- (NB the instructions on what to wear under your hospital gown may be unclear at best. In medical procedures, as in life, I find it is generally advisable not to remove your knickers unless explicitly requested.)
- Pathology Report – official ‘as-is assessment’ on the state of your cancer. Defines how big, how advanced, and how it behaves. A more comprehensive view than the biopsy report, this forms a crucial input to defining what treatment you need, and in what order.
- Prognosis – the likelihood that your project will result in success. Strictly prohibited for use unless you are a member of the medical profession. Do not even think about speculating on this with the boss unless you are a professional, and even then you’d really better know what you’re talking about.
- Stage – a category used to define how advanced your cancer is, based on the characteristics identified in the diagnostic tests. Put simplistically the combination of Size + Grade + Lymph Node Status = Stage (1-4) which advises your personal treatment plan. Also linked to ‘Prognosis’ on the basis of historical survival data, though – like any statistical calculation – it is beset with shortcomings, not least that the data is necessarily 5+ years old, so should be treated with caution. Like age, Stage is but a number, and makes no allowance for the individual. And, like the Grand National, a horse can look like an old nag on paper, but with the right alchemy of team, training and tenacity and a little bit of Lady Luck can still win the toughest race in the calendar at 100-1.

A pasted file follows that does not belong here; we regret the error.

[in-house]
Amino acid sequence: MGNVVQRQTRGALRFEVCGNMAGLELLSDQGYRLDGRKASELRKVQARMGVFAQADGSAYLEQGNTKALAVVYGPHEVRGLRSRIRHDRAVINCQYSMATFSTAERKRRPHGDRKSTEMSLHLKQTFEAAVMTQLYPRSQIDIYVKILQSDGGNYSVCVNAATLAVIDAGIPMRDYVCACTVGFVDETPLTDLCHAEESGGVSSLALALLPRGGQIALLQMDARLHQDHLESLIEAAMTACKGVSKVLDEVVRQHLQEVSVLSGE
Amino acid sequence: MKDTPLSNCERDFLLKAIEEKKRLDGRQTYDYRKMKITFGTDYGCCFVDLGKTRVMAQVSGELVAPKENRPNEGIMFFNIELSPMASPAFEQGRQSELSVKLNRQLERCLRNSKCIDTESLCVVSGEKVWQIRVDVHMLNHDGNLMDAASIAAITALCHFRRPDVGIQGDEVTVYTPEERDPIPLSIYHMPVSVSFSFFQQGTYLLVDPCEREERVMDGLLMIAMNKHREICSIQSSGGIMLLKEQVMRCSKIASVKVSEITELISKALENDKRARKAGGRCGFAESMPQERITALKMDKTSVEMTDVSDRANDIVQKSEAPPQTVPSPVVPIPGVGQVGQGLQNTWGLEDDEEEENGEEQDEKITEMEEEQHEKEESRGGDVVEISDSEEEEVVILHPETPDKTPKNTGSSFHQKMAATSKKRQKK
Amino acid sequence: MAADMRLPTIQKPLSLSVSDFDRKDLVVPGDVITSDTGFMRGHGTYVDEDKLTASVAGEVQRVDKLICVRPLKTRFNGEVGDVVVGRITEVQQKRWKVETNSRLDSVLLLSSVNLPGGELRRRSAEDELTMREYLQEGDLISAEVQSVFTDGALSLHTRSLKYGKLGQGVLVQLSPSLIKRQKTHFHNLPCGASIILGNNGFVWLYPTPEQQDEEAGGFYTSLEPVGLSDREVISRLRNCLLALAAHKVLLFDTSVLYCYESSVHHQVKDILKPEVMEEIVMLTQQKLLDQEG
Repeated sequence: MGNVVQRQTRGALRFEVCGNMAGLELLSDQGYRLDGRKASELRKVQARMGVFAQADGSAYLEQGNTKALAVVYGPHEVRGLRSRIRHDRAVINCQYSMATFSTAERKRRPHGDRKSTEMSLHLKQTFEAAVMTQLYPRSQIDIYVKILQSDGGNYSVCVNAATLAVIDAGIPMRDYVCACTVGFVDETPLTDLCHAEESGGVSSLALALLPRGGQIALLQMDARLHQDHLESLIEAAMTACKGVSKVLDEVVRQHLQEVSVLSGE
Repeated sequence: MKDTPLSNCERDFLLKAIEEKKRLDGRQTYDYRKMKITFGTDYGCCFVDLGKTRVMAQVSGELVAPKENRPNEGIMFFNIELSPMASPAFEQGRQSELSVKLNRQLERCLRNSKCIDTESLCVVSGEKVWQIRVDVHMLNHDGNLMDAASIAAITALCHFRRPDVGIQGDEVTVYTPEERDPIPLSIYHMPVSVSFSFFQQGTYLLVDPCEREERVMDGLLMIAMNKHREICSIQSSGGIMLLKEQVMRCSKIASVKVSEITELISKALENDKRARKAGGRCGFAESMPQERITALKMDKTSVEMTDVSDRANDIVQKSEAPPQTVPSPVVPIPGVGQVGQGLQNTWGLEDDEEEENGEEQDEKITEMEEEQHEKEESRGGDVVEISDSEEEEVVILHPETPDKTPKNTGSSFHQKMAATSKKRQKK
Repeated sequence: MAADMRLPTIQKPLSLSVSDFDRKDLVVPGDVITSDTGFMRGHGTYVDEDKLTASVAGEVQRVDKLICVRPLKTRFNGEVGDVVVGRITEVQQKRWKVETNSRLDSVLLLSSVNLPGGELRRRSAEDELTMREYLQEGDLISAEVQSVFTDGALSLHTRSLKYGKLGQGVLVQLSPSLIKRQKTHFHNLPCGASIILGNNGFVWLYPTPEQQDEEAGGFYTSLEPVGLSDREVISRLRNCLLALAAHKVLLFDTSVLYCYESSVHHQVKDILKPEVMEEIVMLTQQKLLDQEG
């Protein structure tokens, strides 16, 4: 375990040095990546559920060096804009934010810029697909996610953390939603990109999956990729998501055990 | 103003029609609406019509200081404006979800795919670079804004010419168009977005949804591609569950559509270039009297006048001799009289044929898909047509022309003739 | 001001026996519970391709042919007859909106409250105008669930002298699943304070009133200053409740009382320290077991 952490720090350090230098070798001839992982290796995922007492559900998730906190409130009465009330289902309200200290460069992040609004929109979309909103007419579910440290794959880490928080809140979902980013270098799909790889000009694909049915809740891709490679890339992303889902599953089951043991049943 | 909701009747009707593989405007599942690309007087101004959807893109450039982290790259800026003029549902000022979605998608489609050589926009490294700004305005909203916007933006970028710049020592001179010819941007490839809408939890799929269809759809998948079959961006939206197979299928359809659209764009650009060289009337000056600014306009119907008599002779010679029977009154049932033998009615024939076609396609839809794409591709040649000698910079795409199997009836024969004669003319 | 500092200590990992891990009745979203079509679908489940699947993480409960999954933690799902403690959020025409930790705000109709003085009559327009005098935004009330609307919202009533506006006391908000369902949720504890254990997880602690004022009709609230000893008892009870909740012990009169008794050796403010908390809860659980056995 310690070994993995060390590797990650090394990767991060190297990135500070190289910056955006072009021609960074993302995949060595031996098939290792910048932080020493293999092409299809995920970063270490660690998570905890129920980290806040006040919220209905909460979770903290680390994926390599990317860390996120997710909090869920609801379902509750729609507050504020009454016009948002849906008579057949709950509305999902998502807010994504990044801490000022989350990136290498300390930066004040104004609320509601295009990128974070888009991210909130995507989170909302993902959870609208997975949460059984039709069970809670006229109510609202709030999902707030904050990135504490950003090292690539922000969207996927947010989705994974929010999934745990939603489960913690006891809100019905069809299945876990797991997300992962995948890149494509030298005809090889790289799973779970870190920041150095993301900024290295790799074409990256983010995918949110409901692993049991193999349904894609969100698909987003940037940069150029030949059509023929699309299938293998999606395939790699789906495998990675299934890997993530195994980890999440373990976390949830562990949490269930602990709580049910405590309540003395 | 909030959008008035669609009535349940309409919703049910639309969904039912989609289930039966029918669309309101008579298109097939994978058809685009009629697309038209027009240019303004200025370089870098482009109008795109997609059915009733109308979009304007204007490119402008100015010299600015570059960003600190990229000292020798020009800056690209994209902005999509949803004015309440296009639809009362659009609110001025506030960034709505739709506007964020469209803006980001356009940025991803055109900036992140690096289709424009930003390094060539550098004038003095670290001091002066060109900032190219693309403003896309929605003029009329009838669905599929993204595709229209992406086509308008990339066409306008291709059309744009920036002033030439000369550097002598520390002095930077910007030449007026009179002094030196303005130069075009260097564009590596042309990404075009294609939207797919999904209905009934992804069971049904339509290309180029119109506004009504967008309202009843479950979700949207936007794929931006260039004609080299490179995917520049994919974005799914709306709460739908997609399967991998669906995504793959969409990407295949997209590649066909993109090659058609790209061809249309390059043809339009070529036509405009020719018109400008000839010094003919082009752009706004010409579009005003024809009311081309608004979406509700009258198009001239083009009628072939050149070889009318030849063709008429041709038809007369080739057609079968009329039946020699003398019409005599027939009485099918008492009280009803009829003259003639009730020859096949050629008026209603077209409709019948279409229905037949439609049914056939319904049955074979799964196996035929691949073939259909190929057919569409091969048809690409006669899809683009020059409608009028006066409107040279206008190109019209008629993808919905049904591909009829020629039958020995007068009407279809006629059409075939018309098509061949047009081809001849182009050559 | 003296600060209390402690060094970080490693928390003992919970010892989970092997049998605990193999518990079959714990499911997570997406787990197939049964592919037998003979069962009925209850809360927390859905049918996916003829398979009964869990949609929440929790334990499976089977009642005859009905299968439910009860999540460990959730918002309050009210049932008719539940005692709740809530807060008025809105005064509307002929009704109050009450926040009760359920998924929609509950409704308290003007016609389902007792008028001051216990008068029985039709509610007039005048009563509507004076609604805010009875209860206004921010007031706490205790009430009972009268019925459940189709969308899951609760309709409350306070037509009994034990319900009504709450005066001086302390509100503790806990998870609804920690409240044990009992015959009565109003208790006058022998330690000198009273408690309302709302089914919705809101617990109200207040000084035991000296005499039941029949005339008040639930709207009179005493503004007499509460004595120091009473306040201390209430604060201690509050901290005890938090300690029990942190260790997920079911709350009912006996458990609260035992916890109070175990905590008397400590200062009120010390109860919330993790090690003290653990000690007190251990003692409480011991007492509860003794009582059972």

*Partial selection focusing on diagnosis; other key terms will be explored in future posts.
Lynda : I’ve had my day off now. Can I come in?
Kenny: It’s still the morning.
Lynda : I got up early.
Kenny: Look, Lynda, make the effort. Relax.
Lynda : Have Spike wrapped and delivered. I’m bored
– Steven Moffat, Press Gang
Links & References
The authorised and comprehensive guides:
Press Gang written by Steven Moffat, produced by Richmond Film & Television. Lynda Day – further tributes: https://www.youtube.com/watch?v=2Z-a11MjdDY
Background image credit: David Ring for the Europeana Fashion project (www.europeanafashion.eu) https://commons.wikimedia.org/wiki/File:Stilettos.jpg?uselang=en-gb